But mortgage rates and remote-work possibilities could be strong headwinds against appreciation in higher cost-of-living markets. With mortgage rates predicted to hover around 6.8% in 2024, more would-be homebuyers nationwide may delay buying for another year.

Those figures could hit harder in urban areas, especially in cities where remote work is becoming more commonplace — like tech-heavy California. As much as 25% of the nation’s workforce could be working remotely by 2025, according to a study by Upwork. Without the need to relocate for a job, would-be buyers may opt for more affordable cities like Charlotte, potentially driving down home appreciation in some major cities. Austin, Texas, for example, saw a 4% decrease in home prices in 2023. 

More unrepresented buyers will flood the market

With the National Association of Realtors embroiled in legal battles over commission rates and broker fees, regulatory changes could lead to significant shifts in the homebuyer experience. 

We will likely see a push toward higher transparency, especially around commissions and fees. 

While many real estate sales traditionally relied on the Multiple Listing Service or MLS — once considered sacred ground for property listings — and traditional broker sales, higher transparency could lead to more ala cart services for homebuyers over full agent representation. For example, we could see the rise of one-time payment services for home purchase contract reviews.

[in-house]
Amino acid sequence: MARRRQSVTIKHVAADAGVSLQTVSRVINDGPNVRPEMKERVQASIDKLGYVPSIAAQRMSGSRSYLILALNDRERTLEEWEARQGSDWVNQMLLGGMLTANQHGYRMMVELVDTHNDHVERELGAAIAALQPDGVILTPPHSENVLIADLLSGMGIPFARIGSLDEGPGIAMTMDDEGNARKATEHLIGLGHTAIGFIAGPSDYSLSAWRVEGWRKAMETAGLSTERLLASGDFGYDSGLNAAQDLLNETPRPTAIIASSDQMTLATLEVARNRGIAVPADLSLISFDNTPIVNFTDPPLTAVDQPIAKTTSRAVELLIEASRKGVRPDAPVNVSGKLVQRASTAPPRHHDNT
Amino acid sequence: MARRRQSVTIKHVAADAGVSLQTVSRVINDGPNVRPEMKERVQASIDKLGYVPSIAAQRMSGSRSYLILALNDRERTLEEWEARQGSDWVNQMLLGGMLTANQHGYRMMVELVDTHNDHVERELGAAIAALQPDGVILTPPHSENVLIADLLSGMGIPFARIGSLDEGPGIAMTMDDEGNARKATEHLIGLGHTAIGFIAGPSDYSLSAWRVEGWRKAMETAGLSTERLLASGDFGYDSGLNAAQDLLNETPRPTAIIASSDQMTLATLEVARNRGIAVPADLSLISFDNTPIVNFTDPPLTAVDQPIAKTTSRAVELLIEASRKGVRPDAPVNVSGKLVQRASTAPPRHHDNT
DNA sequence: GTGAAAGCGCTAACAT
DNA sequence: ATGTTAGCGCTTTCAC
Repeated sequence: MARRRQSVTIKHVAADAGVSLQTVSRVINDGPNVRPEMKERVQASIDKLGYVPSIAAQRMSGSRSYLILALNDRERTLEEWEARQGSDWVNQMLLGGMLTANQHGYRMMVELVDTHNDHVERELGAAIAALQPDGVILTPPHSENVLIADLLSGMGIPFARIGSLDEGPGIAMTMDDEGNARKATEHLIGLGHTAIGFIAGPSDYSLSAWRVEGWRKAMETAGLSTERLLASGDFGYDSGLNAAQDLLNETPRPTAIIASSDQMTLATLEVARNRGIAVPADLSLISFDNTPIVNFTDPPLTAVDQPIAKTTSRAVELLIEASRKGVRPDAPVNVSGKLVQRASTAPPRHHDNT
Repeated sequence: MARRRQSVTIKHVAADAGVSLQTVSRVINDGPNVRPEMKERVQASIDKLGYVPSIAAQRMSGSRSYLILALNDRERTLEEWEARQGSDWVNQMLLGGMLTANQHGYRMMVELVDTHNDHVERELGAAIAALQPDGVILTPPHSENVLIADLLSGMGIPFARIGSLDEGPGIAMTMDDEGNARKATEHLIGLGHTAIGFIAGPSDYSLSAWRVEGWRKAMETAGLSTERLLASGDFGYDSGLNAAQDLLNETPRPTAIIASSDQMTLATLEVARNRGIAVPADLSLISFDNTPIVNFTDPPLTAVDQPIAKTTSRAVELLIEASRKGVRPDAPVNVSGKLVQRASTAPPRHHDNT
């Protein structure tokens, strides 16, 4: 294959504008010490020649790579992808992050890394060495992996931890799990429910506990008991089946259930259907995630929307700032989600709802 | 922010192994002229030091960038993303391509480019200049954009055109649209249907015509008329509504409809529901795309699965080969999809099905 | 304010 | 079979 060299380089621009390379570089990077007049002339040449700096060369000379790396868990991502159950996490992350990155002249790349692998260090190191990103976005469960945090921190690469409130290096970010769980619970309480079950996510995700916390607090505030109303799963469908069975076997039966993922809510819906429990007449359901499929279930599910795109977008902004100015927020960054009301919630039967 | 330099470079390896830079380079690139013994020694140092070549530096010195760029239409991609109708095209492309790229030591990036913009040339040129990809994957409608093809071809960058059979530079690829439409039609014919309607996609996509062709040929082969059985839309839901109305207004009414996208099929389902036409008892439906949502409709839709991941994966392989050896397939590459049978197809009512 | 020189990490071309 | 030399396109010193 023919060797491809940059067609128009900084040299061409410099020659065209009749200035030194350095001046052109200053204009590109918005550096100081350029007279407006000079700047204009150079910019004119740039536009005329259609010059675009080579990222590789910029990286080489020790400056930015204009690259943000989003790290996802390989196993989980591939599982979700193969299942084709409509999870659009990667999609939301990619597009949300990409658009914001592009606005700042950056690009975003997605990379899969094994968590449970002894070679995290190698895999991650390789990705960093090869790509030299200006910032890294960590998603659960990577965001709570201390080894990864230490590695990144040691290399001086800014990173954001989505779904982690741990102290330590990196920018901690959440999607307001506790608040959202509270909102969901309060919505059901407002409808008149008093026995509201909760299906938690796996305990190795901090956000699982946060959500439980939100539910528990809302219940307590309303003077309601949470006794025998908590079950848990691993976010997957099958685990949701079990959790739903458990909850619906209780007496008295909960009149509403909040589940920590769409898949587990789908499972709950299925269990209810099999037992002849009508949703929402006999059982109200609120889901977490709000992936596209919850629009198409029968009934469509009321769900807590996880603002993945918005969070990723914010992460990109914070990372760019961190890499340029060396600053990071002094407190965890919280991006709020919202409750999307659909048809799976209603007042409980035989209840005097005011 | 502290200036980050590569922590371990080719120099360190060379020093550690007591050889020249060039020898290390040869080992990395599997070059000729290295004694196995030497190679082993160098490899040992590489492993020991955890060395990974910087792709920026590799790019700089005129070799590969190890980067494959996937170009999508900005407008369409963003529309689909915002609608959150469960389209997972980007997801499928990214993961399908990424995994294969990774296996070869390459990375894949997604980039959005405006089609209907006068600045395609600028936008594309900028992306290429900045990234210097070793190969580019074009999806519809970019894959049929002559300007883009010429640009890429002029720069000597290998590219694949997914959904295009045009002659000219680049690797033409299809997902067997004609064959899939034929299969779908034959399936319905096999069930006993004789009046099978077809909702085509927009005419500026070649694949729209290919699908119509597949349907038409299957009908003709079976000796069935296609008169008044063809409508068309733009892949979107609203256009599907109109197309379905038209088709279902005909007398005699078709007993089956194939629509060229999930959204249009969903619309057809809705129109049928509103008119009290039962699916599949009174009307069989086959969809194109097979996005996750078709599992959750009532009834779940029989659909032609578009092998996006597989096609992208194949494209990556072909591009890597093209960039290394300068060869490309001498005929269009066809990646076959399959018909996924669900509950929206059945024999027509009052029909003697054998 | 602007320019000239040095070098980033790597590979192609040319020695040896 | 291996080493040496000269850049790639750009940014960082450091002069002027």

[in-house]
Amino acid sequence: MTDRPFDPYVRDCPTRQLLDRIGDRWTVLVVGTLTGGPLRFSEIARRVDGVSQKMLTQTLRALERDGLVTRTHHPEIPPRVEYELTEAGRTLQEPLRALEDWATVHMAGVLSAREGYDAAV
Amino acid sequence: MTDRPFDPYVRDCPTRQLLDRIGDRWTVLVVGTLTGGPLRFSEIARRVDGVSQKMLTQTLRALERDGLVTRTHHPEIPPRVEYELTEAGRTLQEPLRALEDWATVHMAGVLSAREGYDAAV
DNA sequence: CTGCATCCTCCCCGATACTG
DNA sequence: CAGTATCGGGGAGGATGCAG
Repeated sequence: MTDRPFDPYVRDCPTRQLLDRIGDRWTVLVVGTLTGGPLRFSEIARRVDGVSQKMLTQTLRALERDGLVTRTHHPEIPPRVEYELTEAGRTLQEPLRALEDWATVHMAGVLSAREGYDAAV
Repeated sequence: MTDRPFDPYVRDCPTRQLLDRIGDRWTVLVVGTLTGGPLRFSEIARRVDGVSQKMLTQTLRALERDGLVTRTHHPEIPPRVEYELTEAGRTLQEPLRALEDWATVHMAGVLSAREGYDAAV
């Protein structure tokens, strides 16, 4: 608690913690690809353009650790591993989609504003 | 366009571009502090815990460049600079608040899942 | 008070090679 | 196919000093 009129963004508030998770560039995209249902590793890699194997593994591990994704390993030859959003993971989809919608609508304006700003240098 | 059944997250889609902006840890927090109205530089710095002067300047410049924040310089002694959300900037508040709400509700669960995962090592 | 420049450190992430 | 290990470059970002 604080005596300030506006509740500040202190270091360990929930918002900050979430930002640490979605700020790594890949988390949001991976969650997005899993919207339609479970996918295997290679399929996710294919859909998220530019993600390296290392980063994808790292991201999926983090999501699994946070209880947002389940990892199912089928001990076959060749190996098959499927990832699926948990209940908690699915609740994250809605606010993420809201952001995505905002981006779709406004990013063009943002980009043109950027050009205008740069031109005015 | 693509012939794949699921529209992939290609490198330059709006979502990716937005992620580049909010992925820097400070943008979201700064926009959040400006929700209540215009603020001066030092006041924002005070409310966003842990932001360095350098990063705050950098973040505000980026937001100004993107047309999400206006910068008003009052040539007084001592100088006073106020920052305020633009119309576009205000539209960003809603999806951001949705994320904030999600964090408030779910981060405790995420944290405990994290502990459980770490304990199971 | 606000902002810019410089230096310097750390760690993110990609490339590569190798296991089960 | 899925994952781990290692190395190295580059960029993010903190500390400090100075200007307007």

While it may be too soon to tell how the recent troubles with the NAR shake out, change will likely come for traditional homebuying sooner rather than later. 

Owning equity instead of a home will be the new American Dream 

The traditional American dream of owning a home could dramatically transform in 2024. 

Today’s housing market is witnessing the most significant lack of affordability and accessibility in decades. In October 2023, interest rates for a 30-year conventional mortgage hit 7.9% — the highest the nation has seen since 2000. As a result, applications for mortgage loans hit a 28-year low. 

Between low inventory woes and skyrocketing interest rates, first-time home buyers are struggling to break into the market. As these numbers are largely expected to continue in 2024, many buyers may realize it doesn’t make sense for their personal financial goals to purchase a home right away. Buyers may instead emphasize wealth building through strategic real estate investments while reimagining the concept of homeownership — especially as the market continues on the same path. 

Arrived offers two avenues to invest in real estate. With Arrived, investors can purchase shares of our individual property offerings — all hand-selected by an expert team. Or, they can opt for one-click diversification through the Arrived Single Family Residential Fund

Webinar: Investing In Arrived

Ryan Frazier, Arrived CEO, and Cameron Wu, VP of Investments, will be hosting webinars to talk about how to get started with rental property investing. Sessions are held on Tuesdays at 9am PST and Fridays at 1pm PST each week (unless otherwise posted).